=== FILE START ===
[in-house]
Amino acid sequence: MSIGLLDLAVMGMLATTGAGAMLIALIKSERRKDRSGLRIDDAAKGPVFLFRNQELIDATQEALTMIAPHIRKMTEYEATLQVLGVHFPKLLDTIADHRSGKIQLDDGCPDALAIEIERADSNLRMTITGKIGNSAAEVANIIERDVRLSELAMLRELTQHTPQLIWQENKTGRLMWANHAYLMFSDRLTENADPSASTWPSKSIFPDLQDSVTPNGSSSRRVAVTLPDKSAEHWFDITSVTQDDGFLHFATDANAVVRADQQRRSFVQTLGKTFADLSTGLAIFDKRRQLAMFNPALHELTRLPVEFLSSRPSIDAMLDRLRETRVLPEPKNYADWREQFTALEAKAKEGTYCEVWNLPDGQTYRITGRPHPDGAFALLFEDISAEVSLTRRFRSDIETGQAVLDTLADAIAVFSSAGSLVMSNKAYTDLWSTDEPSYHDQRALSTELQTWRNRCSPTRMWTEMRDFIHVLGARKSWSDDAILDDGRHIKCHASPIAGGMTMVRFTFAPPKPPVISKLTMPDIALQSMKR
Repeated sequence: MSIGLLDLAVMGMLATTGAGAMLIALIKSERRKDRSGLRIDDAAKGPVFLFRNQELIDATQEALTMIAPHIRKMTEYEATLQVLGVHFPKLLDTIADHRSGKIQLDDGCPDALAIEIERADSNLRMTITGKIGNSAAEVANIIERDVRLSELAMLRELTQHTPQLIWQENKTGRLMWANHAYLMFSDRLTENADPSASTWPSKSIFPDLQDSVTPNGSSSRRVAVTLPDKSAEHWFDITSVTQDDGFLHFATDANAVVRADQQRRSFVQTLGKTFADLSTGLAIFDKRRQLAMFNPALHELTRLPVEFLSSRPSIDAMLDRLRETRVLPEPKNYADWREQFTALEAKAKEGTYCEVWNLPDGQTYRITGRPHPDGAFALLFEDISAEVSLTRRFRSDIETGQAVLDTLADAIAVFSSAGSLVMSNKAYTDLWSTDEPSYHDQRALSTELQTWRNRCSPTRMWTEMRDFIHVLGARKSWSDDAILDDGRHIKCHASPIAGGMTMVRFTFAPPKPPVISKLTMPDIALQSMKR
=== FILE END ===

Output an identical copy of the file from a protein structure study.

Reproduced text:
[in-house]
Amino acid sequence: MSIGLLDLAVMGMLATTGAGAMLIALIKSERRKDRSGLRIDDAAKGPVFLFRNQELIDATQEALTMIAPHIRKMTEYEATLQVLGVHFPKLLDTIADHRSGKIQLDDGCPDALAIEIERADSNLRMTITGKIGNSAAEVANIIERDVRLSELAMLRELTQHTPQLIWQENKTGRLMWANHAYLMFSDRLTENADPSASTWPSKSIFPDLQDSVTPNGSSSRRVAVTLPDKSAEHWFDITSVTQDDGFLHFATDANAVVRADQQRRSFVQTLGKTFADLSTGLAIFDKRRQLAMFNPALHELTRLPVEFLSSRPSIDAMLDRLRETRVLPEPKNYADWREQFTALEAKAKEGTYCEVWNLPDGQTYRITGRPHPDGAFALLFEDISAEVSLTRRFRSDIETGQAVLDTLADAIAVFSSAGSLVMSNKAYTDLWSTDEPSYHDQRALSTELQTWRNRCSPTRMWTEMRDFIHVLGARKSWSDDAILDDGRHIKCHASPIAGGMTMVRFTFAPPKPPVISKLTMPDIALQSMKR
Repeated sequence: MSIGLLDLAVMGMLATTGAGAMLIALIKSERRKDRSGLRIDDAAKGPVFLFRNQELIDATQEALTMIAPHIRKMTEYEATLQVLGVHFPKLLDTIADHRSGKIQLDDGCPDALAIEIERADSNLRMTITGKIGNSAAEVANIIERDVRLSELAMLRELTQHTPQLIWQENKTGRLMWANHAYLMFSDRLTENADPSASTWPSKSIFPDLQDSVTPNGSSSRRVAVTLPDKSAEHWFDITSVTQDDGFLHFATDANAVVRADQQRRSFVQTLGKTFADLSTGLAIFDKRRQLAMFNPALHELTRLPVEFLSSRPSIDAMLDRLRETRVLPEPKNYADWREQFTALEAKAKEGTYCEVWNLPDGQTYRITGRPHPDGAFALLFEDISAEVSLTRRFRSDIETGQAVLDTLADAIAVFSSAGSLVMSNKAYTDLWSTDEPSYHDQRALSTELQTWRNRCSPTRMWTEMRDFIHVLGARKSWSDDAILDDGRHIKCHASPIAGGMTMVRFTFAPPKPPVISKLTMPDIALQSMKR